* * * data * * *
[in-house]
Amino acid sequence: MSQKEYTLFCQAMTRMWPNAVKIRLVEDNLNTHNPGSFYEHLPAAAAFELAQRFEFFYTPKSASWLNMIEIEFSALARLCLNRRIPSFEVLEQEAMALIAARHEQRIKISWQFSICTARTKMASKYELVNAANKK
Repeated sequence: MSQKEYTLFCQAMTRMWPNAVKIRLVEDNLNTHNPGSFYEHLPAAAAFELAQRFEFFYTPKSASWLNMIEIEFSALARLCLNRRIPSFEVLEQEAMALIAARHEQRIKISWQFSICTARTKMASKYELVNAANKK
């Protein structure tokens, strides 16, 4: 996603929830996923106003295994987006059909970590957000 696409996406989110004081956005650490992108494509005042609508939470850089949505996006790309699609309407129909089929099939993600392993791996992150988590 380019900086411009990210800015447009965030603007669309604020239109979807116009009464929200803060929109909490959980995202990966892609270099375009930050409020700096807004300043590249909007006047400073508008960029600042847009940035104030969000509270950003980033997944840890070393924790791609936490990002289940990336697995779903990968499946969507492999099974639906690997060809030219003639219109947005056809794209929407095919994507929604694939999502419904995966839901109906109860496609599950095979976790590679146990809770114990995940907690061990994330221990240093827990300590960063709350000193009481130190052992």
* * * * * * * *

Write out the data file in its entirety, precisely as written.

[in-house]
Amino acid sequence: MSQKEYTLFCQAMTRMWPNAVKIRLVEDNLNTHNPGSFYEHLPAAAAFELAQRFEFFYTPKSASWLNMIEIEFSALARLCLNRRIPSFEVLEQEAMALIAARHEQRIKISWQFSICTARTKMASKYELVNAANKK
Repeated sequence: MSQKEYTLFCQAMTRMWPNAVKIRLVEDNLNTHNPGSFYEHLPAAAAFELAQRFEFFYTPKSASWLNMIEIEFSALARLCLNRRIPSFEVLEQEAMALIAARHEQRIKISWQFSICTARTKMASKYELVNAANKK
């Protein structure tokens, strides 16, 4: 996603929830996923106003295994987006059909970590957000 696409996406989110004081956005650490992108494509005042609508939470850089949505996006790309699609309407129909089929099939993600392993791996992150988590 380019900086411009990210800015447009965030603007669309604020239109979807116009009464929200803060929109909490959980995202990966892609270099375009930050409020700096807004300043590249909007006047400073508008960029600042847009940035104030969000509270950003980033997944840890070393924790791609936490990002289940990336697995779903990968499946969507492999099974639906690997060809030219003639219109947005056809794209929407095919994507929604694939999502419904995966839901109906109860496609599950095979976790590679146990809770114990995940907690061990994330221990240093827990300590960063709350000193009481130190052992």